“A man can’t live without feeling the confidence of the romantic idealist. Of the chosen dragon slayer. It’s that spark deep within a man’s soul that tells him of all the dragon slayers in the village, HE is the one who can save the damsel in distress because of the goodness of his heart, of his soul. HE is the most worthy.”

“My strength is the strength of ten because my heart is pure,” Amy recites.

“Exactly. But, I’m not going to feed you a line of bull about having never imagined you in anything, but a chaste, virginal white dress, pure and untouchable in some high ivory tower. Still, and though I’m usually loath to presume to speak for others, I feel quite confident in saying this: there are hundreds, if not thousands, of us for whom, to a man, the greatest imaginable rapture can come, when the organ a woman strokes his heart.”

Tears sting Amy’s eyes. “You’re trying to prepare me for the possibility that you won’t make it out of there alive.”

“I’m trying to tell you I’m scared to death. But, I’m not afraid. You allowed yourself to be our Noble Cause. One day, I hope you’ll understand just how precious that is to us. Death doesn’t mean Life ends. Death is when Life becomes meaningless. Death is when the dreaming stops.

“You let us dream, again. You let ME dream, again. You let MY Soul soar, again. I may not slay the dragon. But, you helped me think I could. Nothing I can do for you, even remotely, compares to that. And, that includes laying down my li-–”

Amy quickly covers his mouth. “Don’t say it. Don’t even think it.”

Genius squeezes her hand and slowly pulls it from his face. He turns her around. “Now, if you don’t mind, I’ve must change.”

“Don’t want to expose me to any more of your shortcomings?”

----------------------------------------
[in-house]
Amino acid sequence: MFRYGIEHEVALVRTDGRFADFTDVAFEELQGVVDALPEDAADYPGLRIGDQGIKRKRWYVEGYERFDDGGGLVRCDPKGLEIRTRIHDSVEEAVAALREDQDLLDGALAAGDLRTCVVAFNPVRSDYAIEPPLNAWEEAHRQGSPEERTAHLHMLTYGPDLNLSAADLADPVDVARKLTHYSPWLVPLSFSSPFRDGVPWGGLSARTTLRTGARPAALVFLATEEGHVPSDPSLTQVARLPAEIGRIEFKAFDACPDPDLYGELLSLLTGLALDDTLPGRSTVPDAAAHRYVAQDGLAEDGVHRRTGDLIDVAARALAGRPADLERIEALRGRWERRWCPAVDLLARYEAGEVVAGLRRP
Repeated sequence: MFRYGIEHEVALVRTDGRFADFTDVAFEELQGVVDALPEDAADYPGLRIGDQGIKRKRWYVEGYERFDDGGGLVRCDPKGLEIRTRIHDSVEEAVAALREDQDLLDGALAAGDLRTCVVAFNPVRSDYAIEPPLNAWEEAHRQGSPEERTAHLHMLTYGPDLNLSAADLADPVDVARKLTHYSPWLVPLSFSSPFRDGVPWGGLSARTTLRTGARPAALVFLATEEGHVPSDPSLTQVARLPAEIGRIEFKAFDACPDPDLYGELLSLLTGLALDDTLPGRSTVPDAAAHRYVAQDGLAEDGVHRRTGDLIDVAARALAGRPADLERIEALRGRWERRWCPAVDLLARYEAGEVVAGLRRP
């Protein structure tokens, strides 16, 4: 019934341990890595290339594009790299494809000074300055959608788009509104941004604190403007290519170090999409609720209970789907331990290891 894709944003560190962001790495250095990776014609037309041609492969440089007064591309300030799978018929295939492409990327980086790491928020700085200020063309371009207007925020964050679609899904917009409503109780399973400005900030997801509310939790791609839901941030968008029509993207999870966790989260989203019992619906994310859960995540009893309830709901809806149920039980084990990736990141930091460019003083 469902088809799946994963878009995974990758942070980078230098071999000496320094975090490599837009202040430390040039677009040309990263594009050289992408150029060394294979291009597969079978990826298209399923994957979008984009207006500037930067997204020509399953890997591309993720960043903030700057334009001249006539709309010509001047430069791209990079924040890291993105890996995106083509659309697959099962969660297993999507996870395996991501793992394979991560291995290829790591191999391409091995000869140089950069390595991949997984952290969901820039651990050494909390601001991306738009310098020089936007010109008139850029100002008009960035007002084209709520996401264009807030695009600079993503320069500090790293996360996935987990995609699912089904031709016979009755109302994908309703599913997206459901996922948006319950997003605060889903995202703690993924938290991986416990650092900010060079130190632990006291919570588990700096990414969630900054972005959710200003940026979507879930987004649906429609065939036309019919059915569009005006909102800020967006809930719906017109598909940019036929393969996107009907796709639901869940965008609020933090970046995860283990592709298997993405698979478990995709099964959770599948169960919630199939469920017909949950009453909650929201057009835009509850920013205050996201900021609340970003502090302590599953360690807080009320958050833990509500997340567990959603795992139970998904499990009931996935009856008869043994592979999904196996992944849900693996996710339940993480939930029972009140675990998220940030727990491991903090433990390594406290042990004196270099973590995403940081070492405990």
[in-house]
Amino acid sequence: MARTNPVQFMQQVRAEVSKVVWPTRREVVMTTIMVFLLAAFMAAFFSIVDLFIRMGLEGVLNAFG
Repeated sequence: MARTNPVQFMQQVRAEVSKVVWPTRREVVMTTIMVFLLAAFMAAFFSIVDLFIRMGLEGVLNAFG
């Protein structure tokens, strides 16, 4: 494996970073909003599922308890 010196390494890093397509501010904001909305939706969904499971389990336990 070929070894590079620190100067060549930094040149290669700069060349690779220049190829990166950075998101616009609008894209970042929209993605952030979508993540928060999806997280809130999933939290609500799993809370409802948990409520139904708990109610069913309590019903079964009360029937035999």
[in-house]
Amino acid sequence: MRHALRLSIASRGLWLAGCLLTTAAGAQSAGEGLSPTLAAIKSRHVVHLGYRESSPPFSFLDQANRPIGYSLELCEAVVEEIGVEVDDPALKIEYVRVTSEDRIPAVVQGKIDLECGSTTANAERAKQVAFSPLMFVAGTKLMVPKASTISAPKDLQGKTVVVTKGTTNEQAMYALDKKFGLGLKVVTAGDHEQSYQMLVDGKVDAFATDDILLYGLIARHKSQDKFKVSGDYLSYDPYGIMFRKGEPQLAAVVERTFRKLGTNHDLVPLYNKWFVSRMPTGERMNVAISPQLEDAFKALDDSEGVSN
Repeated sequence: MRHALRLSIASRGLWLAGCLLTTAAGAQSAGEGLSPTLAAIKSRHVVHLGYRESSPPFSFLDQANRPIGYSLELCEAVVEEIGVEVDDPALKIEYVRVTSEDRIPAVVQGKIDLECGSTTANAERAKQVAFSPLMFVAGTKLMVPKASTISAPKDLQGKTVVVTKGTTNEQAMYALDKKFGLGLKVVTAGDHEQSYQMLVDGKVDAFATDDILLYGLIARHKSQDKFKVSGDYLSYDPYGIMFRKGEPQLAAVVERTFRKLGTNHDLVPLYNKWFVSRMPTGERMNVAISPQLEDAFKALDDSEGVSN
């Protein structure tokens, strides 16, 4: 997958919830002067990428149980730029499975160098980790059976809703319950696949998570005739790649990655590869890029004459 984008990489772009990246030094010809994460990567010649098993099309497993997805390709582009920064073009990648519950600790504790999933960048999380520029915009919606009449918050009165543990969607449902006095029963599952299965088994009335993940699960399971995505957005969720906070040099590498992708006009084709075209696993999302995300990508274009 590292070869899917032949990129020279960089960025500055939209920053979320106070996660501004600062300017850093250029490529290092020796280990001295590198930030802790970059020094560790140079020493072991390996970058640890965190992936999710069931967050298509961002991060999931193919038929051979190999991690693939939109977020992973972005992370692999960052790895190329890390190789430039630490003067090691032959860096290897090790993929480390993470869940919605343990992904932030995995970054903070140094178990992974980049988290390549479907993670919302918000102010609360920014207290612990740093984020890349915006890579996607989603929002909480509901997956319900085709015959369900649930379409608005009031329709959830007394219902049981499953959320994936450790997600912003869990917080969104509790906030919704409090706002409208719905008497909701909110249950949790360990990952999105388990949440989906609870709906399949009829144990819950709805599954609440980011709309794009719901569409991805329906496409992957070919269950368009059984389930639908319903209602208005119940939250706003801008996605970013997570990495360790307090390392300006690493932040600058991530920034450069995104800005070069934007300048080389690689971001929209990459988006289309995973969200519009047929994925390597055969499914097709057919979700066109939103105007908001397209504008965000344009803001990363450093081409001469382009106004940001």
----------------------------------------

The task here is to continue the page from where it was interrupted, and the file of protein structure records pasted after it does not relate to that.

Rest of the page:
“Ha, ha. I’m supposed to be the comic relief.”

The “valley” of the snakes turned out to be a long narrow pit, ten feet wide and twice as long. Amy and Genius begin a short journey with a two-man escort, and soon dozens of pensive women and excited children of all ages fall in behind them.

A wooden frame of vines and leaves covers the pit. A pair of natives with chest tattoos of wrestling snakes lifts the frame and sets it aside. As Genius steps forward for a closer look, one of the men signals him to stop. He makes a quick apologetic comment.

Genius steps back to Amy’s side. “He thought I was going in. He says I have to wait for the Chief.”

From out of the nearest hut, another pair of natives with the twisted snakes tattoo maneuver through the crowd with a crude, twenty-foot split-rail ladder balanced on their shoulders. They edge towards the pit, and with the help of the other two men, lower the ladder.

“Probably, best I not see too much,” Genius decides. “Like not looking down when crossing a high bridge.”

“You are going to come up with some brilliant plan that’ll get you out of having to do this, right?”

“I’m open to suggestions.”

A murmur behind them catches their attention. The ever-growing crowd parts, giving way to the Chief and his entourage. They assume positions on the far side of the pit. The Chief raises his hands for quiet and begins to speak.

Genius quietly translates. “Paraphrasing, he’s reminding everyone what a great and benevolent Chief he has been, yada yada.” With an occasional snide, editorial comment thrown in, Genius passes along the gist of the Chief’s speech.

The Ah Mah Lin Say has come to rid them of the dragon and has brought along a champion to retrieve the glass sword that was stolen from the village. But, because those of ‘pale skin’ have betrayed them so often, Ah Mah Lin Say’s champion must prove himself a true and honorable champion by walking through the Valley of the Snakes.

From across the pit, the Chief signals for Genius to go to the side with the ladder.

Genius spreads his hands. “Well, Goddess? Anything?”

“Nothing, I’m afraid.”

“Then into the Valley of the Shadow of Death I go.”